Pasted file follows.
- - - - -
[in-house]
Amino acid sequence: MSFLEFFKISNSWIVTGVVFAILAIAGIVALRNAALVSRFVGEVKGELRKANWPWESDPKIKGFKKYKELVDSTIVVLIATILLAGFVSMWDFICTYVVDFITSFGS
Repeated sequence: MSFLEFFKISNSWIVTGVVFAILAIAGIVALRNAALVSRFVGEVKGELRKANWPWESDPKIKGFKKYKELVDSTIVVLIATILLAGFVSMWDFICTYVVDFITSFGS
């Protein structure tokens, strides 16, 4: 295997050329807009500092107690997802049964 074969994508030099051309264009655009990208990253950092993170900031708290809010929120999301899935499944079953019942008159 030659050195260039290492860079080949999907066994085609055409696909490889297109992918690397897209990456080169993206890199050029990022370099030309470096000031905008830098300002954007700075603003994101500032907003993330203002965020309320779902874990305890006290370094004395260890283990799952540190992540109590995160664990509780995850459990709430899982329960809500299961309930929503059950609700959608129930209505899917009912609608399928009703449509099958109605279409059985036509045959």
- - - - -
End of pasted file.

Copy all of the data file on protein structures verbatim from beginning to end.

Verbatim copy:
[in-house]
Amino acid sequence: MSFLEFFKISNSWIVTGVVFAILAIAGIVALRNAALVSRFVGEVKGELRKANWPWESDPKIKGFKKYKELVDSTIVVLIATILLAGFVSMWDFICTYVVDFITSFGS
Repeated sequence: MSFLEFFKISNSWIVTGVVFAILAIAGIVALRNAALVSRFVGEVKGELRKANWPWESDPKIKGFKKYKELVDSTIVVLIATILLAGFVSMWDFICTYVVDFITSFGS
């Protein structure tokens, strides 16, 4: 295997050329807009500092107690997802049964 074969994508030099051309264009655009990208990253950092993170900031708290809010929120999301899935499944079953019942008159 030659050195260039290492860079080949999907066994085609055409696909490889297109992918690397897209990456080169993206890199050029990022370099030309470096000031905008830098300002954007700075603003994101500032907003993330203002965020309320779902874990305890006290370094004395260890283990799952540190992540109590995160664990509780995850459990709430899982329960809500299961309930929503059950609700959608129930209505899917009912609608399928009703449509099958109605279409059985036509045959």